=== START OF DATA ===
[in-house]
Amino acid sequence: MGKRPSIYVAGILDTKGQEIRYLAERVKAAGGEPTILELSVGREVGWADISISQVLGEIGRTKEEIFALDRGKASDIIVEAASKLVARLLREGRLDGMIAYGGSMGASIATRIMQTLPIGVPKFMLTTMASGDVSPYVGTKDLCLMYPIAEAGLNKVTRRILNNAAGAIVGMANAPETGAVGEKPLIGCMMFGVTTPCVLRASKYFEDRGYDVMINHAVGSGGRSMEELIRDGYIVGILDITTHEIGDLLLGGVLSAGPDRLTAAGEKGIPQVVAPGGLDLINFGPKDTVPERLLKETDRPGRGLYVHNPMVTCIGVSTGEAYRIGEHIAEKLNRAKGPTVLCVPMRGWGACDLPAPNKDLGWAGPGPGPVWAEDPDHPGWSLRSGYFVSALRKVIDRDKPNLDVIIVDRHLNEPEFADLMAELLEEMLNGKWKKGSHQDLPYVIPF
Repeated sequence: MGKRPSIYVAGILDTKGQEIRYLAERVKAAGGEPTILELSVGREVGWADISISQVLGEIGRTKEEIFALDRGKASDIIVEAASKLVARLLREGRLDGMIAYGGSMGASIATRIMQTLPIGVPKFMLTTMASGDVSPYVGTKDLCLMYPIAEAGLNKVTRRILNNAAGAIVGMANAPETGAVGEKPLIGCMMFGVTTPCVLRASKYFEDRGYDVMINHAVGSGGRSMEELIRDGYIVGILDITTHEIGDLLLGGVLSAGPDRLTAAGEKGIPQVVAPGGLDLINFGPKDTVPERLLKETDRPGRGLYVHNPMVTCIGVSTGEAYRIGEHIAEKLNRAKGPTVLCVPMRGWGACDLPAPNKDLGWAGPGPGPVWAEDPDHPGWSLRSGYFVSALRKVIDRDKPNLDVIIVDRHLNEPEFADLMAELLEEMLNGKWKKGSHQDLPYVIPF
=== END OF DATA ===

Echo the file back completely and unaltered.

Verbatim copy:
[in-house]
Amino acid sequence: MGKRPSIYVAGILDTKGQEIRYLAERVKAAGGEPTILELSVGREVGWADISISQVLGEIGRTKEEIFALDRGKASDIIVEAASKLVARLLREGRLDGMIAYGGSMGASIATRIMQTLPIGVPKFMLTTMASGDVSPYVGTKDLCLMYPIAEAGLNKVTRRILNNAAGAIVGMANAPETGAVGEKPLIGCMMFGVTTPCVLRASKYFEDRGYDVMINHAVGSGGRSMEELIRDGYIVGILDITTHEIGDLLLGGVLSAGPDRLTAAGEKGIPQVVAPGGLDLINFGPKDTVPERLLKETDRPGRGLYVHNPMVTCIGVSTGEAYRIGEHIAEKLNRAKGPTVLCVPMRGWGACDLPAPNKDLGWAGPGPGPVWAEDPDHPGWSLRSGYFVSALRKVIDRDKPNLDVIIVDRHLNEPEFADLMAELLEEMLNGKWKKGSHQDLPYVIPF
Repeated sequence: MGKRPSIYVAGILDTKGQEIRYLAERVKAAGGEPTILELSVGREVGWADISISQVLGEIGRTKEEIFALDRGKASDIIVEAASKLVARLLREGRLDGMIAYGGSMGASIATRIMQTLPIGVPKFMLTTMASGDVSPYVGTKDLCLMYPIAEAGLNKVTRRILNNAAGAIVGMANAPETGAVGEKPLIGCMMFGVTTPCVLRASKYFEDRGYDVMINHAVGSGGRSMEELIRDGYIVGILDITTHEIGDLLLGGVLSAGPDRLTAAGEKGIPQVVAPGGLDLINFGPKDTVPERLLKETDRPGRGLYVHNPMVTCIGVSTGEAYRIGEHIAEKLNRAKGPTVLCVPMRGWGACDLPAPNKDLGWAGPGPGPVWAEDPDHPGWSLRSGYFVSALRKVIDRDKPNLDVIIVDRHLNEPEFADLMAELLEEMLNGKWKKGSHQDLPYVIPF